Literature brings purpose and joy to a mathematics classroom. As readers and listeners immerse themselves into the stories, they begin to see potential of the mathematics that is all around us every day in our world. Let's look at how one story engaged teachers of grades K-2 and allowed them to discuss how their youngest students might engage in worthwhile tasks.

Eric Carle's ** Roosters Off to See the World** is a beautifully illustrated story of Rooster who is joined by many friends on a journey around the world. On the first night, the friends begin to question their choices as they wonder about food and shelter. Slowly, Rooster's companions make their way back home.

The story offers an obvious look into numbers, number sets, and addition that students can engage with. I wanted teachers to dig deeper and think about how they too have learners that are ready for different levels of challenge. By offering a more open task, tasks that have multiple solutions or ways to get there, teachers consider differentiation within their classrooms. Students at any level of understanding will have access to the problem.

Instead of counting the animals on each page, for example, I asked teachers to consider a different problem:

*When Rooster stops for the night to camp, how many animal prints would be left on the ground?*

In the illustration above, we see the various animals that joined Rooster on his journey: 2 cats, 3 frogs, 4 turtles, 5 fish (not pictured), and 10 fireflies. Teachers were asked to turn and talk with a partner about what their task was. This offered an opportunity for everyone in the room to make sense of the problem. Then, teachers were given 4-5 minutes to think individually about the problem. They were encouraged to model with color tiles, draw a sketch of their ideas, or use numbers to represent their thinking. Once each person had time to think on their own, teachers were then asked to work as a table group to determine how many animal prints would be left on the ground. The groups got to work right away and began sketching out ideas and organizing their information.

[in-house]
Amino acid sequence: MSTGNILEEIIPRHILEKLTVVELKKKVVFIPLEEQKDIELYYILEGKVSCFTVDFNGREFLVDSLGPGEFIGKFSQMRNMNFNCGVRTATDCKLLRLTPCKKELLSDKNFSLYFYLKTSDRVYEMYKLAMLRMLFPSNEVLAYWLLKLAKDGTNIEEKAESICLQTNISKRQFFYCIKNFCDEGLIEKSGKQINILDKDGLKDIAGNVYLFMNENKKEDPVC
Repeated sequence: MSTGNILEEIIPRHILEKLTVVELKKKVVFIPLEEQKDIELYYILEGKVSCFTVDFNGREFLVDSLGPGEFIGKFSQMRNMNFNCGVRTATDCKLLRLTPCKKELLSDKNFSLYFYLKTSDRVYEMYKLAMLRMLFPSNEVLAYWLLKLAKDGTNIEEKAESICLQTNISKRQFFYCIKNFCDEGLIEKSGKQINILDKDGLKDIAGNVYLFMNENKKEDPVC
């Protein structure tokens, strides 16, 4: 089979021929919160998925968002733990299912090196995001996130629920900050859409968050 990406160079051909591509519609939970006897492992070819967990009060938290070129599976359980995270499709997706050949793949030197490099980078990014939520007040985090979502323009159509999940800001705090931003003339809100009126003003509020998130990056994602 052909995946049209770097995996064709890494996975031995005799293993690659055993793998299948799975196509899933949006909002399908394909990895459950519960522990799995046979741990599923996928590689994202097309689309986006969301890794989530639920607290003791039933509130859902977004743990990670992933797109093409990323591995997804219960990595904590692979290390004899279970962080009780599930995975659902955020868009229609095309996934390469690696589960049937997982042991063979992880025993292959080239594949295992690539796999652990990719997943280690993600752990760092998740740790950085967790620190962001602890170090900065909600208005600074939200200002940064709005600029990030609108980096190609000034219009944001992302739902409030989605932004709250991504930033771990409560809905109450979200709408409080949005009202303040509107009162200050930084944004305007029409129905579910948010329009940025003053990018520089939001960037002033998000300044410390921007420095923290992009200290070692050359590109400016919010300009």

Each group took a different approach to the task and considered different aspects for the problem. For example, one group represented the fish and fireflies but counted zero for the number of footprints. Another group imagined what the ground looked like at each stop along the way. In the beginning of the story, there were only Rooster's footprints and represented this as 2. Each time Rooster met a new animal, those prints were added to the group until the last step of the problem, where all prints from animals that joined the journey were accounted for. While it's not shown above, one group even counted the fireflies saying that at some point, they would land and leave tiny prints.

In looking at the work that teachers did to solve this problem, it can be easy to discount the detailed work as that of adults. How would students think about and solve this problem? With a task that is open and allows students to approach the problem in a variety of ways, it honors all students. Notice that each group ended up with a different answer, but the thinking, representation, and justification that went in to sharing their results far outweighed a single, final answer. Students may use a page from the book to model and count the footprints. The teacher can use prompts to guide students in their thinking such as, *"On this page, there are 2 cats and 1 rooster. How could you tell how many feet there are?"* The student then has a narrowed focus but still maintains the integrity of the problem.

Context for learning mathematics is key for our youngest learners, although I would argue that context supports all people in doing math. Marilyn Burns, a respected mathematics author and practitioner in the education field, advocates for using stories or familiar contexts as students solve math problems. When students see how mathematics is used in the world, how it's literally all around them, they become pattern finders, sense-makers, and active doers of math. A story context brings the students back into the pages as they seek to find answers to their problems.

I encourage you to read ** Rooster's Off to See the World** and share this story with your students. How many footprints will they find?

Take care,

Holly

Carle, Eric. "*Rooster's off to see the world*." New York : Little Simon, 2002, 1972.

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